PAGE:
Meanwhile, Sharuk’s daughter, sixteen year-old Noorani (Luisa Blanco) has been exchanging flirty texts with Armando (Dennis Garcia), a Latino musician who runs in Devender’s circle, and wants to start a band and get married, all against her strict father’s wishes. Everyone converges on the Holi festival; Noorani makes her escape, Jitender vies against other suitors for Pushpa’s hand, and after explosions destroy Devender’s big pharma investments, the terms of his agreement with Sharuk become all too real and binding. These men and women are all faced with the roles they’ve assumed in their annex of the world, and decide just how strictly they will adhere to them. How does the conversation change when all the facets of the person you’ve written off reveal themselves, and they are no longer simply your enemy?

“Merchant on Venice” tackles many ‘hinted at’ elements of the play that inspired it, head on: queerness, the harm that toxic masculinity can do in religion and relationships, and the ignorance of struggling underclasses that have made prosperity possible. When Devender hands a veritable fortune over to his old friend Jitender for marriage, and we see how bittersweet the exchange makes him, it raises questions about their relationship from Pushpa, and their out gay friends Shivananda and Yoganda (Ben Veatch and Anand Bhatt).

Likewise, when Jitender goes headlong into marriage like it will be an easy thing (“I’ll play Weinstein to her Thurman!”), or when Sharuk restricts his daughter to their home, you get a feeling that they have no appreciation of the female perspective. When Pushpa’s cousin Kavita (Alka Nayyar), wants to leave her position of indentured servitude to provide for herself, their relationship has to take on new facets, and grow beyond maintaining the untruths that her family’s wealth had obscured.

Madrid St.Angelo is a sardonic, longing and morose Devender, who is plagued with the sadness of knowing the thing he wants most can never be his. Kamal Hans brings a sweet sliminess to Jitender, naturally ready to schmooze with anyone to win them over. Suzan Fakhoury and Alka Nayyar as Pushpa and Kavita bring wit and carry the beating heart of this production between them, as they volley to be heard in a world that dismisses women and the working poor. Anish Jethmalani lays an embattled heart right on the table as Sharuk, who accepts no pity or solace and gives none either. His wounds have built him an impenetrable armor, and you’ll wait on pins and needles for his take on Shylock’s “If you prick us” diatribe.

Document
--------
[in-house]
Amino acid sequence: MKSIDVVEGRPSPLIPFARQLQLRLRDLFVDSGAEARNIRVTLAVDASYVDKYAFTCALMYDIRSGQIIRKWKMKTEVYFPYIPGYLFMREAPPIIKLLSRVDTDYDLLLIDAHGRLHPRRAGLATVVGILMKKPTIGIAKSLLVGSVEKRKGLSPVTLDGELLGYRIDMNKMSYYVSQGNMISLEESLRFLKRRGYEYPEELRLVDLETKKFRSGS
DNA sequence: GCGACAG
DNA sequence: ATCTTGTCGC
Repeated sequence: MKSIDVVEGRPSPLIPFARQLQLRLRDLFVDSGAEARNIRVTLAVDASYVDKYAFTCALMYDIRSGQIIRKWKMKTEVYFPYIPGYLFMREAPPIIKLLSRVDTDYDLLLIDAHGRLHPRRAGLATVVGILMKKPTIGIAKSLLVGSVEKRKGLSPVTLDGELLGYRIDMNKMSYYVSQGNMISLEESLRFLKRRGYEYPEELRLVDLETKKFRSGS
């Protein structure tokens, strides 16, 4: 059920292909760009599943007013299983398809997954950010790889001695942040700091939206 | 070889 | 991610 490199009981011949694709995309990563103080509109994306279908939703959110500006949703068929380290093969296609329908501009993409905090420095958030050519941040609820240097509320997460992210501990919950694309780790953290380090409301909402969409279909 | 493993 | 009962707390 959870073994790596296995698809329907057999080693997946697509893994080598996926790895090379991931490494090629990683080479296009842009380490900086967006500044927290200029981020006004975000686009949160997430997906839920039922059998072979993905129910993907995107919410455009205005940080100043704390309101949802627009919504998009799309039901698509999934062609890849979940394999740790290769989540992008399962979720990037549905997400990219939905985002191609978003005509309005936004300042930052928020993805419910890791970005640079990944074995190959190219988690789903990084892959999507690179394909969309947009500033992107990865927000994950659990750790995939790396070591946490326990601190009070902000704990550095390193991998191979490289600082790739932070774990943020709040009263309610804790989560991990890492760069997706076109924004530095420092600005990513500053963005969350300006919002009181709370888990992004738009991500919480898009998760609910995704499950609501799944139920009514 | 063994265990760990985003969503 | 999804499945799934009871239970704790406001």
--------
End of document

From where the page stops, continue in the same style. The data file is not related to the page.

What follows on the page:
Now, between you and me (don’t tell the rest of the cast), I’d like to give a special critic’s choice award to Priyank Thakkar, who plays Tooranpoi, Sharuk’s indolent shopkeep. He appears out of nowhere, puts a pin in the plot, charms open your heart (and sometimes wallet), and rumples everyone as fondly as the tails of his shirt.

If you’re a Shakespeare fan, a proponent of diverse casts and creative teams, and if you think everything is improved with the addition of a Bollywood dance number, get yourself to the Greenhouse Theater Center for this production, as soon as possible.

DICE RATING: d20 — “One of the Best”

TEN WORD SUMMARY: A revelatory and relevant take on an ancient cultural rift.

Show: Merchant on Venice

Company: Rasaka Theatre & Vitalist Theatre

Venue:  Greenhouse Theater Center (2257 N Lincoln Ave.)